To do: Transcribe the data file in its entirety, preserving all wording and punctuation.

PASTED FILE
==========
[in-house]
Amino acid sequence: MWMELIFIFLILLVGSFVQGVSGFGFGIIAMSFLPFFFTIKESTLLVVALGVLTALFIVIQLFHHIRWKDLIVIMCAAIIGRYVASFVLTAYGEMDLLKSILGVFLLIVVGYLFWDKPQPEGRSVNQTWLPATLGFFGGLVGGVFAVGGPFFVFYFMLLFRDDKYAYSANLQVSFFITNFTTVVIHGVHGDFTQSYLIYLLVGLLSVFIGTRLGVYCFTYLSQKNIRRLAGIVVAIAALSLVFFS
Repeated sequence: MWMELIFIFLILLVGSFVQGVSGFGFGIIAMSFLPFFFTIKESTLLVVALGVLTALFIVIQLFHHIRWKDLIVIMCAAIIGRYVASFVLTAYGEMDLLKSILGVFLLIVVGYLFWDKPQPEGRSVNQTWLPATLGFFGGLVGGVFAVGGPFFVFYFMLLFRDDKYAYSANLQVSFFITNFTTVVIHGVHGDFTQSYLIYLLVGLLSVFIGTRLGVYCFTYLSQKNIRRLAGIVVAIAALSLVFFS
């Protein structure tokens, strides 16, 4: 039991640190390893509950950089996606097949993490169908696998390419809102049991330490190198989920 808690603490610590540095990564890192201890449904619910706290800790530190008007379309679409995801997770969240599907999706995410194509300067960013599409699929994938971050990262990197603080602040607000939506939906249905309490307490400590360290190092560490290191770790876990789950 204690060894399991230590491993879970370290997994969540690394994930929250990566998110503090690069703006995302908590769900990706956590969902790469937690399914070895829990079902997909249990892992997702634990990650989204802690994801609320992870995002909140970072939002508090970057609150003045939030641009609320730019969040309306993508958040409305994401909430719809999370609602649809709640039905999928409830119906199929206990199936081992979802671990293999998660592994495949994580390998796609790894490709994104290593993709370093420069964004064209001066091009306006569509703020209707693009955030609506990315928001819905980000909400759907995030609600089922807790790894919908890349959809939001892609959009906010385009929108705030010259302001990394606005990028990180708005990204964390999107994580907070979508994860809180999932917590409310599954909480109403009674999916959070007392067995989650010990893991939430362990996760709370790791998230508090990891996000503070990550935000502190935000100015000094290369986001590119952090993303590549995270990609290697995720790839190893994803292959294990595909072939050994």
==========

[in-house]
Amino acid sequence: MWMELIFIFLILLVGSFVQGVSGFGFGIIAMSFLPFFFTIKESTLLVVALGVLTALFIVIQLFHHIRWKDLIVIMCAAIIGRYVASFVLTAYGEMDLLKSILGVFLLIVVGYLFWDKPQPEGRSVNQTWLPATLGFFGGLVGGVFAVGGPFFVFYFMLLFRDDKYAYSANLQVSFFITNFTTVVIHGVHGDFTQSYLIYLLVGLLSVFIGTRLGVYCFTYLSQKNIRRLAGIVVAIAALSLVFFS
Repeated sequence: MWMELIFIFLILLVGSFVQGVSGFGFGIIAMSFLPFFFTIKESTLLVVALGVLTALFIVIQLFHHIRWKDLIVIMCAAIIGRYVASFVLTAYGEMDLLKSILGVFLLIVVGYLFWDKPQPEGRSVNQTWLPATLGFFGGLVGGVFAVGGPFFVFYFMLLFRDDKYAYSANLQVSFFITNFTTVVIHGVHGDFTQSYLIYLLVGLLSVFIGTRLGVYCFTYLSQKNIRRLAGIVVAIAALSLVFFS
């Protein structure tokens, strides 16, 4: 039991640190390893509950950089996606097949993490169908696998390419809102049991330490190198989920 808690603490610590540095990564890192201890449904619910706290800790530190008007379309679409995801997770969240599907999706995410194509300067960013599409699929994938971050990262990197603080602040607000939506939906249905309490307490400590360290190092560490290191770790876990789950 204690060894399991230590491993879970370290997994969540690394994930929250990566998110503090690069703006995302908590769900990706956590969902790469937690399914070895829990079902997909249990892992997702634990990650989204802690994801609320992870995002909140970072939002508090970057609150003045939030641009609320730019969040309306993508958040409305994401909430719809999370609602649809709640039905999928409830119906199929206990199936081992979802671990293999998660592994495949994580390998796609790894490709994104290593993709370093420069964004064209001066091009306006569509703020209707693009955030609506990315928001819905980000909400759907995030609600089922807790790894919908890349959809939001892609959009906010385009929108705030010259302001990394606005990028990180708005990204964390999107994580907070979508994860809180999932917590409310599954909480109403009674999916959070007392067995989650010990893991939430362990996760709370790791998230508090990891996000503070990550935000502190935000100015000094290369986001590119952090993303590549995270990609290697995720790839190893994803292959294990595909072939050994």